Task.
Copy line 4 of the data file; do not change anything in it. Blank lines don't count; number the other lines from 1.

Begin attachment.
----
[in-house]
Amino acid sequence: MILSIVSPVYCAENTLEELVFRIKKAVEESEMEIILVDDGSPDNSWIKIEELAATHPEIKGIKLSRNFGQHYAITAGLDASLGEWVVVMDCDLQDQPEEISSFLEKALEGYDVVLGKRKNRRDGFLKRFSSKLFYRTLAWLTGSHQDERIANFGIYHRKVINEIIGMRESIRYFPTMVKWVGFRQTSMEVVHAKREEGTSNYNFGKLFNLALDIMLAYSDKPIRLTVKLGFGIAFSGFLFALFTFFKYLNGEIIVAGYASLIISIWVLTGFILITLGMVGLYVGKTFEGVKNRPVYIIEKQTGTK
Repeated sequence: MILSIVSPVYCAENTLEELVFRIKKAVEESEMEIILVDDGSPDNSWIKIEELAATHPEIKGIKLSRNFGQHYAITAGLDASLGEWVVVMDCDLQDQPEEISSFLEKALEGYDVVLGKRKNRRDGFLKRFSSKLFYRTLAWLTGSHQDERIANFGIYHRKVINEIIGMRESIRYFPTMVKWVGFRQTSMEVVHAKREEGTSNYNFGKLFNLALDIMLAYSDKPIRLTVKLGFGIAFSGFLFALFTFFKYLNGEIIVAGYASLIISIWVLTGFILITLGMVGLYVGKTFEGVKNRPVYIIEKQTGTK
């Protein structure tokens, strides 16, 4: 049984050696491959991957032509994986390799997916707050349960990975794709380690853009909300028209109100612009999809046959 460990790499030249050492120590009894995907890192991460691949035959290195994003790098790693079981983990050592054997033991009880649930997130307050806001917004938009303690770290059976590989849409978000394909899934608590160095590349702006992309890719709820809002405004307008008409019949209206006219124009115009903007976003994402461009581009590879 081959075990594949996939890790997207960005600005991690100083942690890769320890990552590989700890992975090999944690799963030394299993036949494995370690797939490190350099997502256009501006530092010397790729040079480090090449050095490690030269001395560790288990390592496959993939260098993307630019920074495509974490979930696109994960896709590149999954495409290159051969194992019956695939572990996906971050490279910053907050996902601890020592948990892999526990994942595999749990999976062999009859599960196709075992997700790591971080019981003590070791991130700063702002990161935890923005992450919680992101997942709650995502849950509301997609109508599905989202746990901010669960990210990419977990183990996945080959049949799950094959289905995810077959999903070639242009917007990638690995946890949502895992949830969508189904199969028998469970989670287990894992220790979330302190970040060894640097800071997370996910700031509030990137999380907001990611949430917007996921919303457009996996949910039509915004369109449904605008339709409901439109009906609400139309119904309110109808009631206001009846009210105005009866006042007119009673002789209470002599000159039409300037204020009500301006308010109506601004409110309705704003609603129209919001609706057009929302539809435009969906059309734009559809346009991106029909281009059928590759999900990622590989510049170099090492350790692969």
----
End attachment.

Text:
């Protein structure tokens, strides 16, 4: 049984050696491959991957032509994986390799997916707050349960990975794709380690853009909300028209109100612009999809046959 460990790499030249050492120590009894995907890192991460691949035959290195994003790098790693079981983990050592054997033991009880649930997130307050806001917004938009303690770290059976590989849409978000394909899934608590160095590349702006992309890719709820809002405004307008008409019949209206006219124009115009903007976003994402461009581009590879 081959075990594949996939890790997207960005600005991690100083942690890769320890990552590989700890992975090999944690799963030394299993036949494995370690797939490190350099997502256009501006530092010397790729040079480090090449050095490690030269001395560790288990390592496959993939260098993307630019920074495509974490979930696109994960896709590149999954495409290159051969194992019956695939572990996906971050490279910053907050996902601890020592948990892999526990994942595999749990999976062999009859599960196709075992997700790591971080019981003590070791991130700063702002990161935890923005992450919680992101997942709650995502849950509301997609109508599905989202746990901010669960990210990419977990183990996945080959049949799950094959289905995810077959999903070639242009917007990638690995946890949502895992949830969508189904199969028998469970989670287990894992220790979330302190970040060894640097800071997370996910700031509030990137999380907001990611949430917007996921919303457009996996949910039509915004369109449904605008339709409901439109009906609400139309119904309110109808009631206001009846009210105005009866006042007119009673002789209470002599000159039409300037204020009500301006308010109506601004409110309705704003609603129209919001609706057009929302539809435009969906059309734009559809346009991106029909281009059928590759999900990622590989510049170099090492350790692969």